Other privacy concerns

        Zoom is also facing criticism for passing user data on to third parties. Last week, Motherboard published a report showing that the Zoom iOS app was sharing data with Facebook, even if Zoom users didn't have a Facebook account. On Monday, a Zoom user filed a class-action lawsuit against the company, alleging:

        "Upon installing or upon each opening of the Zoom App, Zoom collects the personal information of its users and discloses, without adequate notice or authorization, this personal information to third parties, including Facebook, Inc. ("Facebook"), invading the privacy of millions of users."

        Looking for a video-conferencing platform that does offer end-to-end encryption? Consider looking into Microsoft Teams, Signal, Clickmeeting, and Wire.

        The COVID-19 pandemic has elicited a global response unlike anything we've seen before.


        From government and business taking on new roles to respond to the crisis to the complete re-organisation of how we work, travel and socialize, we have witnessed transformational changes that didn't appear possible just weeks ago. The human costs of the pandemic are horrifying, but the response has largely been characterised by care, compassion and connection – and an unheard-of pace of change.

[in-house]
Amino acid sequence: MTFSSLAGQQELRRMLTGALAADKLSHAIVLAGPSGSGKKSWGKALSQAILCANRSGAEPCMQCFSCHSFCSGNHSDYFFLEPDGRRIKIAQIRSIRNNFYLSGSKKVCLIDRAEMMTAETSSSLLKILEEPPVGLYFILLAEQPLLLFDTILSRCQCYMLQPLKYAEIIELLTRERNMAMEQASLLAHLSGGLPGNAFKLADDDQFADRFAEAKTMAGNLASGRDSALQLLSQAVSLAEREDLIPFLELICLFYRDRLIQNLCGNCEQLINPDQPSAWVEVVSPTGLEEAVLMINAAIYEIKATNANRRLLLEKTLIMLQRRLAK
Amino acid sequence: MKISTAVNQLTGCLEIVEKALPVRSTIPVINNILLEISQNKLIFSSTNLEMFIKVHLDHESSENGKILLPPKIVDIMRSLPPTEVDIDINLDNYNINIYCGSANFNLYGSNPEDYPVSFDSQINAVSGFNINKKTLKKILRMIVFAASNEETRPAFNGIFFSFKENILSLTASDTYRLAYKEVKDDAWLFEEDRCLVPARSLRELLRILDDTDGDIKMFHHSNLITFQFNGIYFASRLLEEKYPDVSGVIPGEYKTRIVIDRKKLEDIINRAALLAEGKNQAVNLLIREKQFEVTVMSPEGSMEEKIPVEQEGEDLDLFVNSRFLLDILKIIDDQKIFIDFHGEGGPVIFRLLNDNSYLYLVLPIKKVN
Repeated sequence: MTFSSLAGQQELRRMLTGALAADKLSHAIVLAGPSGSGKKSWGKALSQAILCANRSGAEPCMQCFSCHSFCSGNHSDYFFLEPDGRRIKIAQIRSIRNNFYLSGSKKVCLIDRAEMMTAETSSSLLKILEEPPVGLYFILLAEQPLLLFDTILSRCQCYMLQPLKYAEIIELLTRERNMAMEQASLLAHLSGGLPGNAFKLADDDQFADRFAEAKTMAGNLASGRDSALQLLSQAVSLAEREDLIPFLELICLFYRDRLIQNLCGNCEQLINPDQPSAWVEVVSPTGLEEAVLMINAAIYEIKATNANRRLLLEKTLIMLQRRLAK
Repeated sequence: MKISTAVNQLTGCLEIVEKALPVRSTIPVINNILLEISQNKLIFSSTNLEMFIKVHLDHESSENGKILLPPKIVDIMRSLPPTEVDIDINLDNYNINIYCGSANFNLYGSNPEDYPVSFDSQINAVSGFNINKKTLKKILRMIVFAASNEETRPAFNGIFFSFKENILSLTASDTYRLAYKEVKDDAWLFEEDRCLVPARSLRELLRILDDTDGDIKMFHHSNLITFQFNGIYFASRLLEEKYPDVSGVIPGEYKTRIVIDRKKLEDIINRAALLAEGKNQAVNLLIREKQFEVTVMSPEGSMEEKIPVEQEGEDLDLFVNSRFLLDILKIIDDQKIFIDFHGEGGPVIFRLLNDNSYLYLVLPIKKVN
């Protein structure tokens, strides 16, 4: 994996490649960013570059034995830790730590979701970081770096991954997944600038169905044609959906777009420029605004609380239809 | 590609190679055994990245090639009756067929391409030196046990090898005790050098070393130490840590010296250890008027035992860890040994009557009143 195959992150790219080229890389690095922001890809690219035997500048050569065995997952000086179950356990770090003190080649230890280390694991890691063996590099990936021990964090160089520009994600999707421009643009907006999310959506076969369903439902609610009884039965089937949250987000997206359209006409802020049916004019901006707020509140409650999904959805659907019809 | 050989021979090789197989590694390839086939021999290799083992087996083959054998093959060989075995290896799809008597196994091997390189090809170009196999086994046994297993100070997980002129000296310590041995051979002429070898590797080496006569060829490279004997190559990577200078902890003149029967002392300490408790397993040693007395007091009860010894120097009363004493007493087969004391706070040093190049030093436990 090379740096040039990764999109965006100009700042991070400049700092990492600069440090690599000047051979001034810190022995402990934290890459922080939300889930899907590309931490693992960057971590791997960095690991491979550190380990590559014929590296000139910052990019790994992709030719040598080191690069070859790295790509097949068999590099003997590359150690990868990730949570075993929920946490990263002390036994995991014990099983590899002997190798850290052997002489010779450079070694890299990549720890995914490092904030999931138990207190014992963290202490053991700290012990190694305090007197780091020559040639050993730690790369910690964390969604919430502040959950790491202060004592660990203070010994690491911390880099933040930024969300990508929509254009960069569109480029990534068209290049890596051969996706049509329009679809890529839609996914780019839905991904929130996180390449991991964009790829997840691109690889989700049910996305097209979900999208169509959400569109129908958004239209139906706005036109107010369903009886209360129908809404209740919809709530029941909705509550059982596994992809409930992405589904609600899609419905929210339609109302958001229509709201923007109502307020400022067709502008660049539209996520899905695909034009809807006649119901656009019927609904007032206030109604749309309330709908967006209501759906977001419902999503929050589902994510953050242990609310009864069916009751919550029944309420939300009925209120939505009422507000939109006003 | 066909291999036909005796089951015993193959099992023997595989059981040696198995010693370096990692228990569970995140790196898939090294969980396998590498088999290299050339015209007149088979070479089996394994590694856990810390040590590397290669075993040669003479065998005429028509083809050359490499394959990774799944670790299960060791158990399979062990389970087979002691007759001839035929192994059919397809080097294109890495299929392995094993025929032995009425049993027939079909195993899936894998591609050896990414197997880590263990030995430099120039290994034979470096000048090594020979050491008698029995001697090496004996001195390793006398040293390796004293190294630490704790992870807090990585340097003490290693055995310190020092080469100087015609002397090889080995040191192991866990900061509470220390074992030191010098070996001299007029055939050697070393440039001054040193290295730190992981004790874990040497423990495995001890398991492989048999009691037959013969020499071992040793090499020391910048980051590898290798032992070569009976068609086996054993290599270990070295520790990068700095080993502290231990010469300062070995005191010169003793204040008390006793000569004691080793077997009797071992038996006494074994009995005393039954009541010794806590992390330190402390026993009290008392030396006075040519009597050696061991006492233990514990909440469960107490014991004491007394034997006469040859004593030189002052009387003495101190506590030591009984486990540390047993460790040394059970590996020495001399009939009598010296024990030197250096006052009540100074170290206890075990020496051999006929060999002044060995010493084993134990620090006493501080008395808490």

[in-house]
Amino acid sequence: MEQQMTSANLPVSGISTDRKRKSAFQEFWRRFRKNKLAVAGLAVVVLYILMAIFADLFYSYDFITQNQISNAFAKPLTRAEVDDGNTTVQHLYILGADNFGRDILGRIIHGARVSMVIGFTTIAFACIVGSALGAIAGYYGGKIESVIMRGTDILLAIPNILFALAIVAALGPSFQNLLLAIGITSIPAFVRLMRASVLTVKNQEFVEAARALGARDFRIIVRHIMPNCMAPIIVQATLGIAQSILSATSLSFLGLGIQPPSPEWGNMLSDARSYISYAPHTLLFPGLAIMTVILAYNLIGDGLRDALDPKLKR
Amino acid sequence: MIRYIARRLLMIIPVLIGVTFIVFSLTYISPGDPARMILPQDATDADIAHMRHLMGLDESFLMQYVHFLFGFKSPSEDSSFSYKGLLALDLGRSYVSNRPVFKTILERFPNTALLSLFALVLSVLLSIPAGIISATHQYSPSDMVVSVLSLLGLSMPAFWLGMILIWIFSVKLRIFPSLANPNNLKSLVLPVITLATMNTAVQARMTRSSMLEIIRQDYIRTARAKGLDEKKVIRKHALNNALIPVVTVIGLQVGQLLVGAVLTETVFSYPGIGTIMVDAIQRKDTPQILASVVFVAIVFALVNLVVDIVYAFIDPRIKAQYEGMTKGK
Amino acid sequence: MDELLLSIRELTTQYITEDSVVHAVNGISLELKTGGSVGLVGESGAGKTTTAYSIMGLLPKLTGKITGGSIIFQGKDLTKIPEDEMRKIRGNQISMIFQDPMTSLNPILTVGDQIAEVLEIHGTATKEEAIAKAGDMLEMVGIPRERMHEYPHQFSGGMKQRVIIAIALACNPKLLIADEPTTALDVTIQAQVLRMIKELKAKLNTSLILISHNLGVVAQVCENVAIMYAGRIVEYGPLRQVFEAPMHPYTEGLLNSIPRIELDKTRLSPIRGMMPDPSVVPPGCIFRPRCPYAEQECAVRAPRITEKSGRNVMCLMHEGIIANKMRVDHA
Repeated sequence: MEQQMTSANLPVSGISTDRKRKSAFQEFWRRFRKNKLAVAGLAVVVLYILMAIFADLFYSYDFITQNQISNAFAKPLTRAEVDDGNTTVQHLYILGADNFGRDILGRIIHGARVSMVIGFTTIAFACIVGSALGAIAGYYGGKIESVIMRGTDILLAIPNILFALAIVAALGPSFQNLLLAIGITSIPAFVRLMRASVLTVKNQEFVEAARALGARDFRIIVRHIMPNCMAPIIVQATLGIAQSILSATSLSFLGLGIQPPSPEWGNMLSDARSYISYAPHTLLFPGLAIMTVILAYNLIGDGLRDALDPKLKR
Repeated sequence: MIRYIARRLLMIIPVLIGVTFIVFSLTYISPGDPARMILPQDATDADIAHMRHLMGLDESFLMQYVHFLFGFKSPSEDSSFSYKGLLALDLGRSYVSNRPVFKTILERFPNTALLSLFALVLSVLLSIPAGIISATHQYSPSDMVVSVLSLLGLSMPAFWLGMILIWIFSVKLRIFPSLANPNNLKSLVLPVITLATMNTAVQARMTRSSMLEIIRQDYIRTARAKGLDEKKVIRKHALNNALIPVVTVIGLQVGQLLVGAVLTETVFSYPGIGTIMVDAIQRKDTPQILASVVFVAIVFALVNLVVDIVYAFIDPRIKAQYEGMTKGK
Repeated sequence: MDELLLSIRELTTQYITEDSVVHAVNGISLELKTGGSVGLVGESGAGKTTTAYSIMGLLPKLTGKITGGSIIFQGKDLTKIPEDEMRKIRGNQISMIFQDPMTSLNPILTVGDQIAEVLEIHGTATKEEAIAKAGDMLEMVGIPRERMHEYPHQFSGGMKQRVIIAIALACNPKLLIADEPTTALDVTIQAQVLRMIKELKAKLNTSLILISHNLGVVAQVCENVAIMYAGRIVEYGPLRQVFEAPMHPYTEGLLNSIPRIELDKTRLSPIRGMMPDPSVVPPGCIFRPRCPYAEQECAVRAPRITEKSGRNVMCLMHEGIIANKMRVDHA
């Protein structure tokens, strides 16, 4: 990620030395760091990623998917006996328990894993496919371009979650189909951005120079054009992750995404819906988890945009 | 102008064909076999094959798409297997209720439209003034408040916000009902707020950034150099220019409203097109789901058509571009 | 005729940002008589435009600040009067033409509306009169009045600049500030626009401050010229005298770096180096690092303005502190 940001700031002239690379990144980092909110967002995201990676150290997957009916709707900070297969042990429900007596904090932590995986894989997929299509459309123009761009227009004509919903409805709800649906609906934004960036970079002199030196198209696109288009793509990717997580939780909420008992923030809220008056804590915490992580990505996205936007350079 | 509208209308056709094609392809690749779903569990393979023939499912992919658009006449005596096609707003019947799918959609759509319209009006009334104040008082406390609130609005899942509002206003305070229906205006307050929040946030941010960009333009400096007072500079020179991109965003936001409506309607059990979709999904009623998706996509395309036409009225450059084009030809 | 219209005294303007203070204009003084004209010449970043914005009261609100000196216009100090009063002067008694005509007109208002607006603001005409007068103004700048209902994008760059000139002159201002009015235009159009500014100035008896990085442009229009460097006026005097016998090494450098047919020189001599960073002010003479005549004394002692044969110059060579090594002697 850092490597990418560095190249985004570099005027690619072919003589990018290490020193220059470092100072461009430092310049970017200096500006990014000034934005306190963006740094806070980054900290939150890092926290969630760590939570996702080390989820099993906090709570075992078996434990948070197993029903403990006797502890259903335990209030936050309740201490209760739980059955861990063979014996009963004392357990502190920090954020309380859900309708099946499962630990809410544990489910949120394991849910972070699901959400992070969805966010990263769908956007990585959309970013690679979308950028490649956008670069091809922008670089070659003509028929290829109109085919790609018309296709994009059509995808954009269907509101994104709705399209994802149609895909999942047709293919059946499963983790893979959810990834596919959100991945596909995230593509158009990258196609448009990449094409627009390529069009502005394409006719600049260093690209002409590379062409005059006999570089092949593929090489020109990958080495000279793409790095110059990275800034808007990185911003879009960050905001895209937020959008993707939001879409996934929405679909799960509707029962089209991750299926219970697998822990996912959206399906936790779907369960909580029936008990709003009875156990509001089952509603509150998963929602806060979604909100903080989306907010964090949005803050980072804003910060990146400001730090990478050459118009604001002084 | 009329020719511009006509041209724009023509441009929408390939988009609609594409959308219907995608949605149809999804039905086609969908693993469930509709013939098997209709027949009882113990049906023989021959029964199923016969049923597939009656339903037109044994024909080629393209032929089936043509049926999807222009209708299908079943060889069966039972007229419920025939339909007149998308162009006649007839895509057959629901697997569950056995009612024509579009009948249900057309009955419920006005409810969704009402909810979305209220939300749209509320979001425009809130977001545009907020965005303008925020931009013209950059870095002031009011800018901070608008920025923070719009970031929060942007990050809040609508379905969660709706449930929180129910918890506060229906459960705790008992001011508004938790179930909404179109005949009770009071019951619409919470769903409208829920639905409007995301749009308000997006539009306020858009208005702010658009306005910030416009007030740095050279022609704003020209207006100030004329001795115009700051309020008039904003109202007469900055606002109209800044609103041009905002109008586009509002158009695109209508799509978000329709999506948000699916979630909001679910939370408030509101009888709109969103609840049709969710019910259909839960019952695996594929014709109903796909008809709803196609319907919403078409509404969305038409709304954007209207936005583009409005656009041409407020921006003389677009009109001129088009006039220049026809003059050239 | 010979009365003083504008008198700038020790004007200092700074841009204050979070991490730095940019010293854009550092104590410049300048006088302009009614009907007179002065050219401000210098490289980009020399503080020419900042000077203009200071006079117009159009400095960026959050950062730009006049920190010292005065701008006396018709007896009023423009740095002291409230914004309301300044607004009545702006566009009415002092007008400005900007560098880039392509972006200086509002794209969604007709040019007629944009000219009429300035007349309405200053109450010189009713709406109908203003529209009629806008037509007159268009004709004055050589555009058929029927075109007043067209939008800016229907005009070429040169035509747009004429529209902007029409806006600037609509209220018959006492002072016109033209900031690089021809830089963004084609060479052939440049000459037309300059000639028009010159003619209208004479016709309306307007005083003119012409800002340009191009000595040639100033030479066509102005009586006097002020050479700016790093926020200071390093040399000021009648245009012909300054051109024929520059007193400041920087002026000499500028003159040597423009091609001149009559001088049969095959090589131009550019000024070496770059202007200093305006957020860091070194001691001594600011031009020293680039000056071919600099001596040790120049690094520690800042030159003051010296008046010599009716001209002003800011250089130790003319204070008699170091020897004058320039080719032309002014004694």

What happens over the coming months could go one of two ways.

        There is a risk that as the immediate crisis wanes and its economic consequences become clearer, we cast aside longer-term aspirations in pursuit of short-term easy fixes, many of which would have adverse environmental consequences. These include rolling back environmental standards, stimulating the economy by subsidising fossil-fuel-heavy industries and focusing on making more things, rather than using them better.

        But there is another possibility. While we are reeling in the shock of what is happening around us and coming to terms with our new reality, we could seize this moment as a unique window of opportunity to re-build our society and economy as we want it. With scientists warning we have 10 years left to avoid the worst consequences of climate change, this could offer an opportunity to fix the climate crisis before it's too late.